Library Visit

Teen Annex

On Friday I visited the Teen Annex at the Central Branch of the London Public Library and I was very impressed by what I saw. The Teen Annex is placed on the first floor by the Children’s area and the Little Red Roaster coffee shop. Despite being on the first floor where much of the activity is, the Annex did feel secluded enough to be relatively cool. It was also near the escalators which is great for people watching. Once actually in the Annex, the importance of space becomes very obvious. There are bright colours, a mixture of comfortable lounge areas and tables and chairs. The books are very spaced out so there is a sense of openness and comfortability. There are also computer terminals and more independent seating options. 

There is a good selection of books both new and old, with entire sections devoted to series, non-fiction, graphic novels and language (such as French and Spanish) books. The fiction section is quite large, although most of the books look a little worse for wear. Many books are on display. My only concern for the collection/set-up was that the books that were on display were of such a mixture I found very few that I recognized. Furthermore, the books they did choose to have on display did not actually seem that appealing. If the Teen Librarian had been there I would have asked him/her for some help selecting a book. This brought to my attention the question of reader’s advisory for teens, and whether or not teens feel comfortable with asking for help. Perhaps on my next visit I will ask the librarian about that, as it definitely sparked my interest.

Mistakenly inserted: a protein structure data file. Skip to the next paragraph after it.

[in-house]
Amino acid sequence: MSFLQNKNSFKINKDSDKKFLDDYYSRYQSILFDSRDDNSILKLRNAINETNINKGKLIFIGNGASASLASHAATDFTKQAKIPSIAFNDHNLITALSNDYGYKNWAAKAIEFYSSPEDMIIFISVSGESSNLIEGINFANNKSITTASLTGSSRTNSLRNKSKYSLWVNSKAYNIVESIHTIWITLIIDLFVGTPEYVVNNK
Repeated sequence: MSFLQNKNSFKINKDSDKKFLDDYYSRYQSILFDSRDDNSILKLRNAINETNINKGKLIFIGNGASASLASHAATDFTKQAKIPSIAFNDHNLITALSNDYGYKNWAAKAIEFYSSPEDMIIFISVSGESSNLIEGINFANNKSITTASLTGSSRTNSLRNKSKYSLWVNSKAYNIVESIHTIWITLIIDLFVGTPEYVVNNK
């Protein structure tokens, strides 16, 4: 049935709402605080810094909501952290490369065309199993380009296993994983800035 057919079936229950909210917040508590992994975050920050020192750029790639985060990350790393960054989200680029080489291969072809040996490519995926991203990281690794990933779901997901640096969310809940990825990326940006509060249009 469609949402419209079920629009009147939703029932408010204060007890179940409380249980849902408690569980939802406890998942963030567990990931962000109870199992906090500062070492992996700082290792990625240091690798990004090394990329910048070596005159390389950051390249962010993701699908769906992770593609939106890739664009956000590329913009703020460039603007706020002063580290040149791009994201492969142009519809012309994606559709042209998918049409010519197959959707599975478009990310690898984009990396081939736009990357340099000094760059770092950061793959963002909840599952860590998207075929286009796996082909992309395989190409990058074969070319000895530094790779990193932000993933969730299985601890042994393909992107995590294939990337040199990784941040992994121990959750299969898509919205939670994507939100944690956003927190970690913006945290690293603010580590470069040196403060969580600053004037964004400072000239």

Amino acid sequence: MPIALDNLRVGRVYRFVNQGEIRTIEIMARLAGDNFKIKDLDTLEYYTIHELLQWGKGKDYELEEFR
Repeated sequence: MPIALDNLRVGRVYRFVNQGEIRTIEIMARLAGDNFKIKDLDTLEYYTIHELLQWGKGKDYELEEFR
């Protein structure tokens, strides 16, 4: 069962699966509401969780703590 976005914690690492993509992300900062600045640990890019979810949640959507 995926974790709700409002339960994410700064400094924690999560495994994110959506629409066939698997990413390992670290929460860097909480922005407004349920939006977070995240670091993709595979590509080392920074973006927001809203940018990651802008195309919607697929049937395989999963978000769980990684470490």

There was also a good selection of teen magazines and multimedia such as CDs and DVDs. I am not surprised that there was such an emphasis put on space, considering some of the dated books, the difficulty in keeping the bestsellers on the shelf, lack of funds, etc. Also, with the OPAC students can easily reserve the books they want without having to browse the shelves. The Teen Annex then becomes a safe and somewhat hip place to hang out, read, study, etc. Overall, it felt very welcoming and trendy, some place I would have definitely hung out as a teenager. It was great to be at the Central Branch where there is such a dedicated space to teens. I am interested in knowing how this differs from smaller branches or rural libraries that do not have the funds, space or community to warrant such a specific space. Obviously all public libraries have young adult patrons so I am very interested in finding out how their needs are met in smaller libraries.

In comparison to my library visit on Friday I decided to check the teen section at Chapters. Obviously there is no comparison as far as collections are concerned. Chapters has a lot more books available, the books are new and glossy, and more are on display on the shelves. However, I was interested in how the other aspects compared.